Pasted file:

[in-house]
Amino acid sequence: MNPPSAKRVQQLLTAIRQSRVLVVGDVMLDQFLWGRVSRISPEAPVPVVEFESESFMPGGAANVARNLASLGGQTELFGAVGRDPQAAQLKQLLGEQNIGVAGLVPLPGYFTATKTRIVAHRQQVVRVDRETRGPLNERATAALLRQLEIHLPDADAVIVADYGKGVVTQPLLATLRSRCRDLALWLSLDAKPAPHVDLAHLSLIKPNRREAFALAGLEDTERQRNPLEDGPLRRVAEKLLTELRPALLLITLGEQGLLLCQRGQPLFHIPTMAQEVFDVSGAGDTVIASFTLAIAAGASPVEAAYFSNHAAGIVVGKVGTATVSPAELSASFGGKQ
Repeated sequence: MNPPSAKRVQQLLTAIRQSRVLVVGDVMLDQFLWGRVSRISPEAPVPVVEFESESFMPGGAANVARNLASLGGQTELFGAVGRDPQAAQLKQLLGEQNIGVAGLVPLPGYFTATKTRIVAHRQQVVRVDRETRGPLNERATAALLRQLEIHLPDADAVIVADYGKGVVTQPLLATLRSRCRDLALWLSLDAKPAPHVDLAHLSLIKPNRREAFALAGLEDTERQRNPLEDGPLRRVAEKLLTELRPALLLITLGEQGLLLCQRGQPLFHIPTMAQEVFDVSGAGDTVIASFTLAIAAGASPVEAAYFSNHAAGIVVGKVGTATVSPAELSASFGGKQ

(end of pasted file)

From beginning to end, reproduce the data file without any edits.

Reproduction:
[in-house]
Amino acid sequence: MNPPSAKRVQQLLTAIRQSRVLVVGDVMLDQFLWGRVSRISPEAPVPVVEFESESFMPGGAANVARNLASLGGQTELFGAVGRDPQAAQLKQLLGEQNIGVAGLVPLPGYFTATKTRIVAHRQQVVRVDRETRGPLNERATAALLRQLEIHLPDADAVIVADYGKGVVTQPLLATLRSRCRDLALWLSLDAKPAPHVDLAHLSLIKPNRREAFALAGLEDTERQRNPLEDGPLRRVAEKLLTELRPALLLITLGEQGLLLCQRGQPLFHIPTMAQEVFDVSGAGDTVIASFTLAIAAGASPVEAAYFSNHAAGIVVGKVGTATVSPAELSASFGGKQ
Repeated sequence: MNPPSAKRVQQLLTAIRQSRVLVVGDVMLDQFLWGRVSRISPEAPVPVVEFESESFMPGGAANVARNLASLGGQTELFGAVGRDPQAAQLKQLLGEQNIGVAGLVPLPGYFTATKTRIVAHRQQVVRVDRETRGPLNERATAALLRQLEIHLPDADAVIVADYGKGVVTQPLLATLRSRCRDLALWLSLDAKPAPHVDLAHLSLIKPNRREAFALAGLEDTERQRNPLEDGPLRRVAEKLLTELRPALLLITLGEQGLLLCQRGQPLFHIPTMAQEVFDVSGAGDTVIASFTLAIAAGASPVEAAYFSNHAAGIVVGKVGTATVSPAELSASFGGKQ